Year after, decade after decade, we’ve heard from restaurant chains that they simply can’t afford to pay workers any more than a poverty wage, despite the companies making billions in profits and paying CEOs lavish sums.
Now, with employees refusing to work for low wages, all of a sudden these companies miraculously have money to pay higher wages.
Chipotle, for example, just announced that it is raising its average wage to $15 an hour.
Where was that $15 an hour before? Did the company discover new money under the mattress?
No. Employees forced the company to cough up the money, which it apparently has always had, by refusing to work. Signs in fast food store windows across the country complain that employers do not have enough employees to open their doors (or drive-thru windows). And so the smart ones are paying more to attract workers.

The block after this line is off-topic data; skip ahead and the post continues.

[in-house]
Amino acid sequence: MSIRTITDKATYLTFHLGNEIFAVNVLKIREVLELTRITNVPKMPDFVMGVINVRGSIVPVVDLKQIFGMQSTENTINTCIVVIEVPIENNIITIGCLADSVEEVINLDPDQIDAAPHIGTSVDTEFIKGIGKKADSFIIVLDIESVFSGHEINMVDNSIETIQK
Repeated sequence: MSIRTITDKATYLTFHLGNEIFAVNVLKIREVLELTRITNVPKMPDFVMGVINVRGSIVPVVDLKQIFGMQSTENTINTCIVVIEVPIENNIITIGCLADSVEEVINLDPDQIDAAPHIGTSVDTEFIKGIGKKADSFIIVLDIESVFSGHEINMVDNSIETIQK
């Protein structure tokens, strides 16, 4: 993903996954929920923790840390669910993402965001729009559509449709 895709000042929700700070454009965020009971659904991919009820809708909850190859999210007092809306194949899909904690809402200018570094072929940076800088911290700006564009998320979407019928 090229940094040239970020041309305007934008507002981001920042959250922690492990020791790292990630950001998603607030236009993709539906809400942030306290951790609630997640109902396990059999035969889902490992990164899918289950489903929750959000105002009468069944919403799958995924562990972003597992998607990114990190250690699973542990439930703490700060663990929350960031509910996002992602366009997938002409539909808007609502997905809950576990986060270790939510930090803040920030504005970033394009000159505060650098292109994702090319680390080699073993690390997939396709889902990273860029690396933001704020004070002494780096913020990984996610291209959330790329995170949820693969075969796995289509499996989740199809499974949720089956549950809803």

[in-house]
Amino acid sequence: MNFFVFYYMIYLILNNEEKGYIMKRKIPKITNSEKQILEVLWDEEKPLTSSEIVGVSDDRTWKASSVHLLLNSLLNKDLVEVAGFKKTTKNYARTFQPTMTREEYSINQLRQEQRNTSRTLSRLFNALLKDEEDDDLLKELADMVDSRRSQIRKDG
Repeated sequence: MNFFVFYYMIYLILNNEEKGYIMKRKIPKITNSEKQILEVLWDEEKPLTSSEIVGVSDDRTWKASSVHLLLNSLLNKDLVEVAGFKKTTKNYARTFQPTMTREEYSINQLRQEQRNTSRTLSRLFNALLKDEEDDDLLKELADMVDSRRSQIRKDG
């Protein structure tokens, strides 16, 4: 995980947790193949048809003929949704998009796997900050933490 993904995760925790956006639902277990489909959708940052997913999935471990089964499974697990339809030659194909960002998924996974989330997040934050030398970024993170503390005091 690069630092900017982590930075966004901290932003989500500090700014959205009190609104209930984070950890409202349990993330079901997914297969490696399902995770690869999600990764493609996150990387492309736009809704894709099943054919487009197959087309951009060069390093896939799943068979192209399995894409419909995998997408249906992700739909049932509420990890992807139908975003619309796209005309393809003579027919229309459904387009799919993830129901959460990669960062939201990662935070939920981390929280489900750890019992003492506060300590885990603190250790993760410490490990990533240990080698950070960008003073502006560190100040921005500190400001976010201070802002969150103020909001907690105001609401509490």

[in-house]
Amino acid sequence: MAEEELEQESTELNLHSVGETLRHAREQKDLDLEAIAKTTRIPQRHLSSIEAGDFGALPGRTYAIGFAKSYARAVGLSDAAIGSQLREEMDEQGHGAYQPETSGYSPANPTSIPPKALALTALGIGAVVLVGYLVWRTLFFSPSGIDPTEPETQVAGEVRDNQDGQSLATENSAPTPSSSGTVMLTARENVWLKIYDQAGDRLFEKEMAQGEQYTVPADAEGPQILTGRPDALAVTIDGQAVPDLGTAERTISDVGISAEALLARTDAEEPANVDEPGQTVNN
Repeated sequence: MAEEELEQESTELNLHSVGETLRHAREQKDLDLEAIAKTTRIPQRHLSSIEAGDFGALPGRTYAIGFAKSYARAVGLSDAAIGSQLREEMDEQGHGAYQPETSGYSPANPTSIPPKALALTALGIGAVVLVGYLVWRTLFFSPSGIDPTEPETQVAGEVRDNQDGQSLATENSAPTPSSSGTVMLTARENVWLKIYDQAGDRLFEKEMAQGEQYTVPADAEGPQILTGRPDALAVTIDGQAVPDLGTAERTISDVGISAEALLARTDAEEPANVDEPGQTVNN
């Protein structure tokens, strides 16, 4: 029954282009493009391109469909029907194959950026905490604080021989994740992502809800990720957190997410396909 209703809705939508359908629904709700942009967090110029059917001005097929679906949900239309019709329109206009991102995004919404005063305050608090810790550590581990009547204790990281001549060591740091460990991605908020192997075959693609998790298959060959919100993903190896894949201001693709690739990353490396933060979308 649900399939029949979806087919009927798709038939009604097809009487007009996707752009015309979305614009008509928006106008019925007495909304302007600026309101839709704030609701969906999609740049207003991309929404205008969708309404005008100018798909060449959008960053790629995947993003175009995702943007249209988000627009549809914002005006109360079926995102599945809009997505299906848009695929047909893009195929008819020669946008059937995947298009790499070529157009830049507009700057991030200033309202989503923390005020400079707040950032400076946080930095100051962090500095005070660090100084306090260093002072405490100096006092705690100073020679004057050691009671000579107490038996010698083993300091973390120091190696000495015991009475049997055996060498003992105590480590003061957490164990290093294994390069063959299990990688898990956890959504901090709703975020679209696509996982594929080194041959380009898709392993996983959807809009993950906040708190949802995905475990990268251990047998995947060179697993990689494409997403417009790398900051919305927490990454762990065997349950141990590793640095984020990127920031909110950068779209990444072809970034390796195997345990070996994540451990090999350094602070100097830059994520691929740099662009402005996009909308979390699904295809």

Conservatives might argue that this is capitalism working as it should. But is it? Shouldn’t the “free market” pay employees what they are worth based on their productivity and value to a company? Instead, it appears that capitalism is about paying people poverty wages, while companies sit on a lot of cash, until employees can find a way to force employers to pay them what they are worth.
Fans of Arrested Development will remember the line, “There is always money in the banana stand.” Apparently, there is always money in these fast food chains. And the only excuse that they have for paying workers poverty wages for so long is that they simply could get away with it. It was never worth about the “worth” of the employees’ labor.